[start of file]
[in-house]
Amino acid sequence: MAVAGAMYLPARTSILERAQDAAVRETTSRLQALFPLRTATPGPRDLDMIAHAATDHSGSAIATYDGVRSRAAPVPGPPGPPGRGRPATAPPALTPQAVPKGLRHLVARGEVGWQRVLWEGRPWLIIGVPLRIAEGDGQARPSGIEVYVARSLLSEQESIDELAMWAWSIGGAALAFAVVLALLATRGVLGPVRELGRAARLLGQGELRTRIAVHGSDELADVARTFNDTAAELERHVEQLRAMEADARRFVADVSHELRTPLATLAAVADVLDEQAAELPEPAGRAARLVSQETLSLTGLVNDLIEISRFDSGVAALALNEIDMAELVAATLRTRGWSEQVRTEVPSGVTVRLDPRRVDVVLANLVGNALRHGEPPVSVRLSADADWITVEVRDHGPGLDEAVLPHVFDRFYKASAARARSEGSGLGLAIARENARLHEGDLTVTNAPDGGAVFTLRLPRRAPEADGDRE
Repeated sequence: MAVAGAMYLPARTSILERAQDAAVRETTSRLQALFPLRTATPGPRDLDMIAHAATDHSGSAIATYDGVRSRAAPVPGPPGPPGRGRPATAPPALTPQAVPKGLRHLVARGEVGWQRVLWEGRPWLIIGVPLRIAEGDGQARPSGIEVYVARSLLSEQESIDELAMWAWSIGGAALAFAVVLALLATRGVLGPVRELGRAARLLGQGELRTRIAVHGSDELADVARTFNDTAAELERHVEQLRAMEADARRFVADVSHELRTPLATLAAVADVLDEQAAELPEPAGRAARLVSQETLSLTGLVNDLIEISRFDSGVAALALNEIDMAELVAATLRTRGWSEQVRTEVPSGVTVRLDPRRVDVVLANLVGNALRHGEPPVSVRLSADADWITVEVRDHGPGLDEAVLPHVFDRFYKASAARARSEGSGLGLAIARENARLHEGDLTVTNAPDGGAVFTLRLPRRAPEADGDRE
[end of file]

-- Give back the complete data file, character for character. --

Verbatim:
[in-house]
Amino acid sequence: MAVAGAMYLPARTSILERAQDAAVRETTSRLQALFPLRTATPGPRDLDMIAHAATDHSGSAIATYDGVRSRAAPVPGPPGPPGRGRPATAPPALTPQAVPKGLRHLVARGEVGWQRVLWEGRPWLIIGVPLRIAEGDGQARPSGIEVYVARSLLSEQESIDELAMWAWSIGGAALAFAVVLALLATRGVLGPVRELGRAARLLGQGELRTRIAVHGSDELADVARTFNDTAAELERHVEQLRAMEADARRFVADVSHELRTPLATLAAVADVLDEQAAELPEPAGRAARLVSQETLSLTGLVNDLIEISRFDSGVAALALNEIDMAELVAATLRTRGWSEQVRTEVPSGVTVRLDPRRVDVVLANLVGNALRHGEPPVSVRLSADADWITVEVRDHGPGLDEAVLPHVFDRFYKASAARARSEGSGLGLAIARENARLHEGDLTVTNAPDGGAVFTLRLPRRAPEADGDRE
Repeated sequence: MAVAGAMYLPARTSILERAQDAAVRETTSRLQALFPLRTATPGPRDLDMIAHAATDHSGSAIATYDGVRSRAAPVPGPPGPPGRGRPATAPPALTPQAVPKGLRHLVARGEVGWQRVLWEGRPWLIIGVPLRIAEGDGQARPSGIEVYVARSLLSEQESIDELAMWAWSIGGAALAFAVVLALLATRGVLGPVRELGRAARLLGQGELRTRIAVHGSDELADVARTFNDTAAELERHVEQLRAMEADARRFVADVSHELRTPLATLAAVADVLDEQAAELPEPAGRAARLVSQETLSLTGLVNDLIEISRFDSGVAALALNEIDMAELVAATLRTRGWSEQVRTEVPSGVTVRLDPRRVDVVLANLVGNALRHGEPPVSVRLSADADWITVEVRDHGPGLDEAVLPHVFDRFYKASAARARSEGSGLGLAIARENARLHEGDLTVTNAPDGGAVFTLRLPRRAPEADGDRE